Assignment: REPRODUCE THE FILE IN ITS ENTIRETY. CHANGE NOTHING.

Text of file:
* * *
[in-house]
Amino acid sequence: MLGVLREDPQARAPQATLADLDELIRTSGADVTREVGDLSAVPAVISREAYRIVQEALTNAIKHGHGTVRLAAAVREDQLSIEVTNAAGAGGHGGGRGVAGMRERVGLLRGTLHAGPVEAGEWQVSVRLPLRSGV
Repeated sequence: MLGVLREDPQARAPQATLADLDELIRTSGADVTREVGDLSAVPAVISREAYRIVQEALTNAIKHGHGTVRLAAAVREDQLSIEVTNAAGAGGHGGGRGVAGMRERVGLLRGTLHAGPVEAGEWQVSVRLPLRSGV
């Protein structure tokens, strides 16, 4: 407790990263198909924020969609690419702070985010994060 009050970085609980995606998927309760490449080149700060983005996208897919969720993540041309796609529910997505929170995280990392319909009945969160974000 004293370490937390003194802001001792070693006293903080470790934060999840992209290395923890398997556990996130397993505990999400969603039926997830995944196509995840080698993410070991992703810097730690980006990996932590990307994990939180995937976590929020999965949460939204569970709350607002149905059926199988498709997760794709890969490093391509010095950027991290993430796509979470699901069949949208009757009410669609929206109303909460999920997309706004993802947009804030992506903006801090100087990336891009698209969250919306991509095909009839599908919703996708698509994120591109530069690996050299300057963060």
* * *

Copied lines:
[in-house]
Amino acid sequence: MLGVLREDPQARAPQATLADLDELIRTSGADVTREVGDLSAVPAVISREAYRIVQEALTNAIKHGHGTVRLAAAVREDQLSIEVTNAAGAGGHGGGRGVAGMRERVGLLRGTLHAGPVEAGEWQVSVRLPLRSGV
Repeated sequence: MLGVLREDPQARAPQATLADLDELIRTSGADVTREVGDLSAVPAVISREAYRIVQEALTNAIKHGHGTVRLAAAVREDQLSIEVTNAAGAGGHGGGRGVAGMRERVGLLRGTLHAGPVEAGEWQVSVRLPLRSGV
């Protein structure tokens, strides 16, 4: 407790990263198909924020969609690419702070985010994060 009050970085609980995606998927309760490449080149700060983005996208897919969720993540041309796609529910997505929170995280990392319909009945969160974000 004293370490937390003194802001001792070693006293903080470790934060999840992209290395923890398997556990996130397993505990999400969603039926997830995944196509995840080698993410070991992703810097730690980006990996932590990307994990939180995937976590929020999965949460939204569970709350607002149905059926199988498709997760794709890969490093391509010095950027991290993430796509979470699901069949949208009757009410669609929206109303909460999920997309706004993802947009804030992506903006801090100087990336891009698209969250919306991509095909009839599908919703996708698509994120591109530069690996050299300057963060």